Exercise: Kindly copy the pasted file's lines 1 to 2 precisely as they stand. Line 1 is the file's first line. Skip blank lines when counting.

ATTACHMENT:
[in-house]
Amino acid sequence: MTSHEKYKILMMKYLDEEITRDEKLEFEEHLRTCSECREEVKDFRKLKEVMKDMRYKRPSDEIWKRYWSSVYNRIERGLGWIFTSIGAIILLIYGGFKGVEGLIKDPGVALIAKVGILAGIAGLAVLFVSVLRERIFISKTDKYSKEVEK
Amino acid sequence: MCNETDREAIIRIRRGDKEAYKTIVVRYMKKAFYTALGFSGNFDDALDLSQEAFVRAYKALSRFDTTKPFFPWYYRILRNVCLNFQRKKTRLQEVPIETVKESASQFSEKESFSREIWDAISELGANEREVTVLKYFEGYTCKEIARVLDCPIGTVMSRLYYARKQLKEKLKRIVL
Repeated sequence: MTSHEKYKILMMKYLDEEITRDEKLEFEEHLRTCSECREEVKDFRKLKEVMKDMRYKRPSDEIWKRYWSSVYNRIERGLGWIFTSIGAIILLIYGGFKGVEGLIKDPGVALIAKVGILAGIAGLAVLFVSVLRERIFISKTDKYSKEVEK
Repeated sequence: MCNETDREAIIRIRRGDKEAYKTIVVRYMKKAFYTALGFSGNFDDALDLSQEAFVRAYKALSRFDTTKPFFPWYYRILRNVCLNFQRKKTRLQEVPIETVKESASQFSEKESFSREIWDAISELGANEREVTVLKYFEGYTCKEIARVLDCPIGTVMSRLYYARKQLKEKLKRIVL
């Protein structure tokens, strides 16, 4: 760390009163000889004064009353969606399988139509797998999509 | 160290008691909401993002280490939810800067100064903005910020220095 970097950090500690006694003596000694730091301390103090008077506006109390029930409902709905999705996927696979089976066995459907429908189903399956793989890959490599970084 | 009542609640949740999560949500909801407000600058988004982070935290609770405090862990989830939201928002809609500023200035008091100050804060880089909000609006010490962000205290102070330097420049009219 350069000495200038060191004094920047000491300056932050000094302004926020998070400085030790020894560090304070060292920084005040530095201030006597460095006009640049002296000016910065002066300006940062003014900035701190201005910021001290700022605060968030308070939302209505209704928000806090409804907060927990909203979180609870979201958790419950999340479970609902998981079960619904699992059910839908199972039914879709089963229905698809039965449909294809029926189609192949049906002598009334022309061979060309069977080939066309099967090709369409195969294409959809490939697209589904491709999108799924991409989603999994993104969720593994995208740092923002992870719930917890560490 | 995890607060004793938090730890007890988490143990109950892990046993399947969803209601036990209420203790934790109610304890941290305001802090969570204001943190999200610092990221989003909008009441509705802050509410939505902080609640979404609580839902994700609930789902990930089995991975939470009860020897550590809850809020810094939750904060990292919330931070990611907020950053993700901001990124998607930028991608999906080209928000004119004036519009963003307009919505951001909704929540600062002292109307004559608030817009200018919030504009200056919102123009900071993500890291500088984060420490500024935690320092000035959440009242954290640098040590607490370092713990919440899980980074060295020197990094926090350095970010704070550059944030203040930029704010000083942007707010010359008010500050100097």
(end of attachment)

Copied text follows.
[in-house]
Amino acid sequence: MTSHEKYKILMMKYLDEEITRDEKLEFEEHLRTCSECREEVKDFRKLKEVMKDMRYKRPSDEIWKRYWSSVYNRIERGLGWIFTSIGAIILLIYGGFKGVEGLIKDPGVALIAKVGILAGIAGLAVLFVSVLRERIFISKTDKYSKEVEK